During the hearing on his motion, Leonard testified that the detective told him, before the recorded portion of the interview, that if he did not talk to the detective, he would get “50 years or better,” but that “if you tell us what happened, we can help you out.” However, the evidence offered at the hearing supported the trial court's rejection of that testimony; the detective involved testified that he had not made any such promise. Further, at the beginning of the recorded portion of the interview, Leonard read aloud, and signed, a statement declaring that no promise had been given to induce him to submit to the interview, a statement that the detective repeated before asking questions. Indeed, later in the interview, the detective stated that he could not promise Leonard “how long you going to go [sic],” and in summarizing its reasons for denying the motion, the trial court specifically noted that at this point in the interview, Leonard's demeanor was not that of one who believed he had previously been given a promise in exchange for giving the interview.

Although Leonard testified during the hearing that he had taken two pills of Ecstasy three or four hours before the interview, he admitted that he had not told the detective this during the interview. Again, the trial court was able to view Leonard's demeanor on the recording of the interview, and the court's determination that Leonard gave his statement freely and voluntarily is not clearly erroneous. See Farris v. State, 290 Ga. 323, 325–326(2), 720 S.E.2d 604 (2012); State v. Folsom, 286 Ga. 105, 111(4), 686 S.E.2d 239 (2009).

3. During voir dire of prospective jurors, Leonard sought to ask one prospective juror if she would weigh the testimony of a law enforcement officer more heavily, or consider the officer more truthful, because of that occupation, and cites as error the trial court's refusal to allow the question. “It is not error to refuse to allow defense counsel to ask whether a prospective juror would tend to believe or prefer the testimony of a police officer over other testimony.” Simmons v. State, 282 Ga. 183, 187(9), 646 S.E.2d 55 (2007). Leonard then asked whether the prospective juror would consider a witness to be more credible “based on their profession,” and again, the court did not allow the question. To the extent that this was anything more than an attempt to ask the same question, “[t]he scope of voir dire is largely left to the trial court's discretion,” Barnes v. State, 269 Ga. 345, 351–352(10), 496 S.E.2d 674 (1998), and it is not an abuse of the trial court's discretion to forbid questioning that “improperly ask[s] the venire member to prejudge the credibility of the witnesses.” Bramble v. State, 263 Ga. 745, 745(2), 438 S.E.2d 619 (1994).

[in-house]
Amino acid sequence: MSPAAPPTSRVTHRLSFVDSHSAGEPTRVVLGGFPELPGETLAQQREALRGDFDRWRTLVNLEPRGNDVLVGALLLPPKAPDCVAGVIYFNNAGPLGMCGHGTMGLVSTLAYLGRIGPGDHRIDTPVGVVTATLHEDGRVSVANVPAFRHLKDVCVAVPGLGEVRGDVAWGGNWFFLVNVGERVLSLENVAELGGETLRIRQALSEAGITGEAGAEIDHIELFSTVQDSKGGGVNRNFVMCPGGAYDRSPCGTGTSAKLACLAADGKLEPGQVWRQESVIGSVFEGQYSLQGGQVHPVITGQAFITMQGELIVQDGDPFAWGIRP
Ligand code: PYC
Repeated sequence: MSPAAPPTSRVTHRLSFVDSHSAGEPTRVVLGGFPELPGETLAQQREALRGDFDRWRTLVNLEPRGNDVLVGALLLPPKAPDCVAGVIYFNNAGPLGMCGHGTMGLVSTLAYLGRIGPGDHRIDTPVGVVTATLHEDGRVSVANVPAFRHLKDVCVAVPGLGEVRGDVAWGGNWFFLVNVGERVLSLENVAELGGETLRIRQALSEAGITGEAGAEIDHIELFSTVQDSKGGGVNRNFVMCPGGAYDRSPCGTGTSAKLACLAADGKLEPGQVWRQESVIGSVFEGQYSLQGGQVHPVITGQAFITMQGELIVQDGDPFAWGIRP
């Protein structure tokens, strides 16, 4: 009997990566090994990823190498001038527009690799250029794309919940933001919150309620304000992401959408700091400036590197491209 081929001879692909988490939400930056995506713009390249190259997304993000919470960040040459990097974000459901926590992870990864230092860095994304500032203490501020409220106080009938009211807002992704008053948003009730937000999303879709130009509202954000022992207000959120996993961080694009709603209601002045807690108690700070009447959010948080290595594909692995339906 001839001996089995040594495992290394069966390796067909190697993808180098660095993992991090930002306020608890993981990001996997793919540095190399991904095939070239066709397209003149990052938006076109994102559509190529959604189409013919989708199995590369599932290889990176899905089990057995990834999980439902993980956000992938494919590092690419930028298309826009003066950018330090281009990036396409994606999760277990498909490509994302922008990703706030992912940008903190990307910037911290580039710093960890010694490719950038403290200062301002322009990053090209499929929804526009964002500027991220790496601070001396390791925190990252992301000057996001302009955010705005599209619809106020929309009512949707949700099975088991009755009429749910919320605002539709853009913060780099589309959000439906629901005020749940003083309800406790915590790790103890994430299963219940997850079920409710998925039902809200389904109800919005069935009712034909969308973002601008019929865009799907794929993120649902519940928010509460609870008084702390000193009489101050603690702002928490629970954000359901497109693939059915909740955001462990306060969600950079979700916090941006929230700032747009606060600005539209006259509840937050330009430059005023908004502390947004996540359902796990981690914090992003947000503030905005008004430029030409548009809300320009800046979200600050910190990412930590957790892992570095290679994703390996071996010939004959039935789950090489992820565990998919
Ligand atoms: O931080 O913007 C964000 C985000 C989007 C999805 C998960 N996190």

Another prospective juror's responses to questions indicated that, because of a family relationship in her past, she had strong negative feelings about illegal drugs, and those who sell and use them. Leonard asked whether, if she were selected to serve, she would be able, despite those feelings, to “weigh all of the evidence and make a decision based on the evidence.” The prospective juror responded: “Yes, but I would probably be prejudiced because of that particular experience, because that affected my daughter and it affected me.” Upon questioning by the court whether her feelings would prevent her from objectively listening to the evidence, the prospective juror stated that she did not know “because I haven't been in the situation. I have no idea how I would react.” She was then asked whether she had “any concerns ... about giving either the State or the defendant a fair trial,” and responded “no.” She answered affirmatively when asked if she believed she could “give both sides a fair trial.” On the question of whether she thought she could be a fair and impartial juror in a case involving allegations regarding illegal drugs in light of her experience, she responded: “Probably. I'm a very fair person. Yeah, I probably could.” Leonard asserts that the trial court erred in denying his motion to strike this prospective juror for cause.

“For a juror to be excused for cause, it must be shown that he or she holds an opinion of the guilt or innocence of the defendant that is so fixed and definite that the juror will be unable to set the opinion aside and decide the case based upon the evidence or the court's charge upon the evidence.” Corza v. State, 273 Ga. 164, 166(3), 539 S.E.2d 149 (2000). A trial court's determination as to whether to strike a juror for cause will not be set aside absent some manifest abuse of the court's discretion. Shiver v. State, 276 Ga. 624, 625(2), 581 S.E.2d 254 (2003). “An appellate court must pay deference to the finding of the trial court and this deference includes the trial court's resolution of any equivocations or conflicts in the prospective juror's responses on voir dire. [Cit.]” Nance v. State, 280 Ga. 125, 128(7), 623 S.E.2d 470 (2005). The fact that at some point during voir dire, a prospective juror expressed some doubt as to her own impartiality does not demand as a matter of law that she be excused for cause. See Waldrip v. State, 267 Ga. 739, 745(8)(c), 482 S.E.2d 299 (1997). The prospective juror's responses do not show that she would be unable to properly serve as a juror, and there was no abuse of discretion in refusing to strike her for cause. Corza, supra.